And that's it! We're slowly building up a bit of a following - currently 201 followers on Twitter and 147 fans of our Facebook page. We have a link to our Twitter and Facebook information on every page of our website, along with a bit of an explanation, which you can see here.

That's a bit rushed but I'd be interested in your comments and suggestions.

Saturday, 19 September 2009

Twitter and maths homework

Just after breakfast this morning I tweeted the following:
And very quickly I got the following replies:
  1. goze01@stujohnson I have answer. Not telling yet. Get him to list the combinations of numbers when multiplied give a 0 in unit column. :-)19 minutes ago from Echofon in reply to stujohnson
  2. Steepholm@stujohnson I assume there's also some way of doing it mathematically that a 9-year-old could figure out.about 1 hour ago from TweetDeck in reply to stujohnson
  3. Steepholm@stujohnson I've just written a little program to do it by brute force - 32 * 3125 is the only solution.about 1 hour ago from TweetDeck in reply to stujohnson
  4. traceymadden@stujohnson Suspect just being asked to find all the factors of 100,000 and identify the ones that match the criteria.about 1 hour ago from TweetDeck in reply to stujohnson
  5. traceymadden@stujohnson Try looking 4 clues on how they are 'supposed' 2 solve this in their maths workbook (should lead on from last lesson).about 1 hour ago from TweetDeck in reply to stujohnson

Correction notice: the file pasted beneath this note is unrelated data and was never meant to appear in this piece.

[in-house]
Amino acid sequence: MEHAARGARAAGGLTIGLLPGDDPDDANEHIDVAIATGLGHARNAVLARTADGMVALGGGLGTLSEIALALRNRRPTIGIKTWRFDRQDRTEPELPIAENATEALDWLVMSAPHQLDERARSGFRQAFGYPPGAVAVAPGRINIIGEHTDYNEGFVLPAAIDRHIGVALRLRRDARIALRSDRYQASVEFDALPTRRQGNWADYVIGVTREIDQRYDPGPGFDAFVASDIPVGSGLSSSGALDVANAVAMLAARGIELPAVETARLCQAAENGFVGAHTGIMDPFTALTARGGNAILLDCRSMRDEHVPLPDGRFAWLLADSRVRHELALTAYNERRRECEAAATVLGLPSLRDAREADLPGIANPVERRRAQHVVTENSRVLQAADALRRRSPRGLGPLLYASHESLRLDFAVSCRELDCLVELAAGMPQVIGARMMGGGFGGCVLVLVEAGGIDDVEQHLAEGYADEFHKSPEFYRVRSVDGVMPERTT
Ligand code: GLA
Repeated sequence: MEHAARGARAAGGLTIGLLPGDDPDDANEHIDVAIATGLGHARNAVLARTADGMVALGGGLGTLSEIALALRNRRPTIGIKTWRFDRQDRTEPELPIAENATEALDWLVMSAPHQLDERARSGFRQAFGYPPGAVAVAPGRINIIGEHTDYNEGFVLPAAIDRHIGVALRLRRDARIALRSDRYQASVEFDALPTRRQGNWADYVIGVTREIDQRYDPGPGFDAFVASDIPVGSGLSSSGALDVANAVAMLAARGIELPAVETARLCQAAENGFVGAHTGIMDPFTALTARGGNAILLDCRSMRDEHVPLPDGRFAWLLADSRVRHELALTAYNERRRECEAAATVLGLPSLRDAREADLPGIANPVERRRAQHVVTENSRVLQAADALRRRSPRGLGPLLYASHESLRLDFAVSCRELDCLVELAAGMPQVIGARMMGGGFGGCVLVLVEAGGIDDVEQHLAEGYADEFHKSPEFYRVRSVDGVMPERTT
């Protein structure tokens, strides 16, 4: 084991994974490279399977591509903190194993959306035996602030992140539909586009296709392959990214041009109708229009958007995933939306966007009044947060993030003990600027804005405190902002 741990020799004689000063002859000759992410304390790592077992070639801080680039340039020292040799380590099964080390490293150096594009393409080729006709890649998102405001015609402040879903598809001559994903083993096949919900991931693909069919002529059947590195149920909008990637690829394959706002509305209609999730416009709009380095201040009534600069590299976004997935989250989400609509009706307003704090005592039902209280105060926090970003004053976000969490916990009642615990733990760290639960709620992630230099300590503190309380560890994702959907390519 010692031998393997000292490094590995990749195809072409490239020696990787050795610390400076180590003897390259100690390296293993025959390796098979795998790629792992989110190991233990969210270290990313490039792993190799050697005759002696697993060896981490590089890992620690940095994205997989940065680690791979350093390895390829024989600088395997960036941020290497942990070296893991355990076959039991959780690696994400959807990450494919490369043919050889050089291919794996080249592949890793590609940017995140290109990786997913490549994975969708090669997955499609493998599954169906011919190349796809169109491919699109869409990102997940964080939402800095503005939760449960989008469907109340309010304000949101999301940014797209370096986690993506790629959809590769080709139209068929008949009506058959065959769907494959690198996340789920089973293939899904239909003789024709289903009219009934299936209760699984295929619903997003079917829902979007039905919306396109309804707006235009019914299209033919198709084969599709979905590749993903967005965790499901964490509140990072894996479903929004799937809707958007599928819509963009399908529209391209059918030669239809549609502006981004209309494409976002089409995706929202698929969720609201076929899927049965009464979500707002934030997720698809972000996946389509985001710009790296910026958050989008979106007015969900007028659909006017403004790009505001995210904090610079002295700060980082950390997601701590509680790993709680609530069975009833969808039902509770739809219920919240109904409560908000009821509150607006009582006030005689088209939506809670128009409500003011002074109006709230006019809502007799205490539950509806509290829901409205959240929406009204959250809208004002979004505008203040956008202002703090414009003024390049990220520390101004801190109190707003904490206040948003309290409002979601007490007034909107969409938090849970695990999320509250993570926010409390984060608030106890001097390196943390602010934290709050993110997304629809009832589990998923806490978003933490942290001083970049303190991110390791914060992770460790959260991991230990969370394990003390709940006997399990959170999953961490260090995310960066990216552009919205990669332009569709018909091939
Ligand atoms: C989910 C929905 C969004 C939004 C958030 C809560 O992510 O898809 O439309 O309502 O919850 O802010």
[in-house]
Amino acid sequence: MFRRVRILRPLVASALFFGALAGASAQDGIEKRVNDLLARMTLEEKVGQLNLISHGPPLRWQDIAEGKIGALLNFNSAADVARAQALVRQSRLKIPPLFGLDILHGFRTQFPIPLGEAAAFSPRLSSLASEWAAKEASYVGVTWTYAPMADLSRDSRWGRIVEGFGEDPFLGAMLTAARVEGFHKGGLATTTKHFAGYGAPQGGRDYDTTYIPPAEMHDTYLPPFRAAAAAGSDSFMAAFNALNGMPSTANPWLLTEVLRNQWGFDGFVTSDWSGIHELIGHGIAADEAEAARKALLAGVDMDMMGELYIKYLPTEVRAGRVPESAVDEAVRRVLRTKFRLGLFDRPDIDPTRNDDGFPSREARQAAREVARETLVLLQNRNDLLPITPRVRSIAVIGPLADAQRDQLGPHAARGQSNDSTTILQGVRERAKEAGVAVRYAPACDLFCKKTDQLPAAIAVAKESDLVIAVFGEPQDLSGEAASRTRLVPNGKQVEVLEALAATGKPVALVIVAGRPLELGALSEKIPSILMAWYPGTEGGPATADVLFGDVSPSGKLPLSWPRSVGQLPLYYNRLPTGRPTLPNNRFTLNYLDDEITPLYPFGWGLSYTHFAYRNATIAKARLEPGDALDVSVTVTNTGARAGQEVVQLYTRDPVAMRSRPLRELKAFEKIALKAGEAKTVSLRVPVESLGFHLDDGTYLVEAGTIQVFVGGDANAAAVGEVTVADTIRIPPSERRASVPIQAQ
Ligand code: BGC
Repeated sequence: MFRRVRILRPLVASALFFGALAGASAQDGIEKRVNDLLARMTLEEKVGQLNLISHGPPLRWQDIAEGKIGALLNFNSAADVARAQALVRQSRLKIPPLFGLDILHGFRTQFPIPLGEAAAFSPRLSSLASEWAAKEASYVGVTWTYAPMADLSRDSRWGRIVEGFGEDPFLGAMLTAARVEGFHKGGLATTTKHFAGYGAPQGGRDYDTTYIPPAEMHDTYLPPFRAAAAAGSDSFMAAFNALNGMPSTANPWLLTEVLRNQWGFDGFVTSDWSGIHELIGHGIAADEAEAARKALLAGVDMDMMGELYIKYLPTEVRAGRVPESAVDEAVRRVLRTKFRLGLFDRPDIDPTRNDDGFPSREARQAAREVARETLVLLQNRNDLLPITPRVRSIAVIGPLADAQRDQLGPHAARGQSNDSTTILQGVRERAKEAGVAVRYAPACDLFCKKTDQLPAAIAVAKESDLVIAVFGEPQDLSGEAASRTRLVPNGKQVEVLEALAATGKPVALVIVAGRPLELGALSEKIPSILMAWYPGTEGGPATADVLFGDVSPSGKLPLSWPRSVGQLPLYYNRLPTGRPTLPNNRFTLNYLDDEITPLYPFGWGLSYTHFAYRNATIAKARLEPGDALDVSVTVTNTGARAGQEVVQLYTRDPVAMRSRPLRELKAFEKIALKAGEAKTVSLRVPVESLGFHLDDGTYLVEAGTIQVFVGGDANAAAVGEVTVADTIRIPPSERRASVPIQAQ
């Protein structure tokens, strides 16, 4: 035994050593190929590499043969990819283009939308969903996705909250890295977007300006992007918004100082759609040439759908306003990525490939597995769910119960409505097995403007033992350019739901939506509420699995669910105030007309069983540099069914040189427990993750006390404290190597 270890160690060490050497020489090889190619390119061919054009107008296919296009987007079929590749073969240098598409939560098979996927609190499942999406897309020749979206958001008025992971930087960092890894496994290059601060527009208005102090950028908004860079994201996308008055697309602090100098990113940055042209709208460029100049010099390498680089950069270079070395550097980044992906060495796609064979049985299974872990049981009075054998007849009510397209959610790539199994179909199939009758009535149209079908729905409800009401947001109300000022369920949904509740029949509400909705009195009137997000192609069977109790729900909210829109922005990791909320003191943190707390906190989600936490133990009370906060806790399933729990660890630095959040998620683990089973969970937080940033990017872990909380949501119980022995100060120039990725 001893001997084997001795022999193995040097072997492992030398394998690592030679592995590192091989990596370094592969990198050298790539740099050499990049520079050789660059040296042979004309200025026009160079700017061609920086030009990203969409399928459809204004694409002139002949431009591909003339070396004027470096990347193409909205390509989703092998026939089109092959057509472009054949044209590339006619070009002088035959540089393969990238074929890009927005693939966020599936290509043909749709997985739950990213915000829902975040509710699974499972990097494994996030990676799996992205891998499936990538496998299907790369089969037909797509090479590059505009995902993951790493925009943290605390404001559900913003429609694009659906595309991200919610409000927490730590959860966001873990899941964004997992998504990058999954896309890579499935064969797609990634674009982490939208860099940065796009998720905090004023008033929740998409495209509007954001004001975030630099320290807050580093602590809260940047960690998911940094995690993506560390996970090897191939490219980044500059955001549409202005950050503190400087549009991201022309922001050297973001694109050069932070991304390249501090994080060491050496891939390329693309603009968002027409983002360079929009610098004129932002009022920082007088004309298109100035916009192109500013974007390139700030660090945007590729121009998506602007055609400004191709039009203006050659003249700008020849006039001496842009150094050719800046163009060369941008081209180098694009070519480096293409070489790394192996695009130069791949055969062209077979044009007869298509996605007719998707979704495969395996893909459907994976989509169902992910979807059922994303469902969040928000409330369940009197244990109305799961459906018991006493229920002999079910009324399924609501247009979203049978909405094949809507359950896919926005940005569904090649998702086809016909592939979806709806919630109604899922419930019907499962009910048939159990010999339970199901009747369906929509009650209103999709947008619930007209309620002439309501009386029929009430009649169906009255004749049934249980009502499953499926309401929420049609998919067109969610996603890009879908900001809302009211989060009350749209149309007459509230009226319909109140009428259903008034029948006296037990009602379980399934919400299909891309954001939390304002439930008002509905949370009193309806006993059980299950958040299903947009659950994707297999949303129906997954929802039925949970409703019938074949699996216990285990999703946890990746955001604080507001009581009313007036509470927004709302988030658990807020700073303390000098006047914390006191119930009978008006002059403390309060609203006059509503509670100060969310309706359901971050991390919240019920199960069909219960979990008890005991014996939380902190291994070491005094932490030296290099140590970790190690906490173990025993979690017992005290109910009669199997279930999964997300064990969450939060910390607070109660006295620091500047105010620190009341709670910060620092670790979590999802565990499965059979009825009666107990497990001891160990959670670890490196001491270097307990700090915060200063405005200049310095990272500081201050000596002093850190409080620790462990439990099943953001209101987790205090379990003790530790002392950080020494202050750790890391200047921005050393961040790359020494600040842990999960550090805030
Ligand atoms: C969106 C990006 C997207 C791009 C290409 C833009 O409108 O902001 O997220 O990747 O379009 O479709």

6. pk_kent@stujohnson 32 x 3125. Do factor analysis of 100,000 - divide by 2, again by 2 etc. u end up with 2x2x2x2x2x3125about 2 hours ago from Echofon in reply to stujohnson
  7. katiepiatt@stujohnson got to be 3125 x 32, I divided down 10000 by 2 until I reached a number that didn't end in 0, then found the other factorabout 2 hours ago from TweetDeck in reply to stujohnson
So my son worked it out by:
  • dividing 100,000 by 2 until he got to a number that didn't end in 0 (3,125)
  • then dividing 100,000 by 3,125 which gave an answer that also didn't end in 0 - 32
  • Bob's your uncle!
So thank you to @goze01, @steepholm, @traceymadden, @pk_kent and @katiepiatt!!

Thursday, 17 September 2009

A new tutorial on being a critical student

Steve and I have just produced a simple tutorial to try and explain/demystify what it means to be a critical student.

The tutorial is created using a simple PowerPoint slide show which is then recorded and audio added using screenr.com. Screenr is exceptionally easy to use - especially when you discover the pause button. The 5 minute limit is a useful discipline. Files can then be uploaded to screenr or YouTube or downloaded as MP4. It's brilliant.

I had some really useful comments back via Twitter (most of them within 30 minutes)  - which are listed below. If you have any comments then please let me know. This is our first experiment of doing tutorials using PowerPoint plus screenr and I think given our first experience, we'll be doing more soon.